CINCINNATI (AP) -- A southwest Ohio police officer admitted Thursday that he deposited money meant to avoid bank reporting requirements in an alleged marijuana smuggling operation.
Bryon Roos pleaded guilty to one count of structuring financial transactions to evade federal reporting requirements. Roos had pleaded not guilty in August to charges of money laundering, illegally structuring financial transactions, and conspiring to bring hundreds of pounds of marijuana to southern Ohio from Texas.
Roos was indicted with 10 other men, some of who have also pleaded guilty or have agreed to plead guilty.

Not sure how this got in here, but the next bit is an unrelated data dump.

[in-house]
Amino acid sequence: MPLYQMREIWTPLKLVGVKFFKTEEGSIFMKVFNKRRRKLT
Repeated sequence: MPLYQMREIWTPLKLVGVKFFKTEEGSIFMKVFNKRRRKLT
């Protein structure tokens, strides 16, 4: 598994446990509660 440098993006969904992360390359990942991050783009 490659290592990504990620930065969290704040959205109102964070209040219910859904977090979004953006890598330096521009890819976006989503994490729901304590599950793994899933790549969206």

Details of Roos' plea weren't immediately available. A federal judge ordered a presentencing investigation of Roos, a decorated officer in the Cincinnati suburb of North College Hill who once received a medal of valor for rescuing a woman from a burning home.
Federal authorities said the conspiracy began around June 2006 when another defendant began receiving shipments of marijuana hidden in the gas tanks of vehicles at a Cincinnati auto business.
He and Roos, 43, would operate used car businesses to launder illegal drug proceeds and provide "what appeared to be a legitimate source of income," according to the government.
Last year's indictment also alleged that marijuana was shipped in crates containing tile and granite countertop bars transported by commercial freight companies to various locations in Hamilton County and adjoining Butler County before it was broken down and distributed.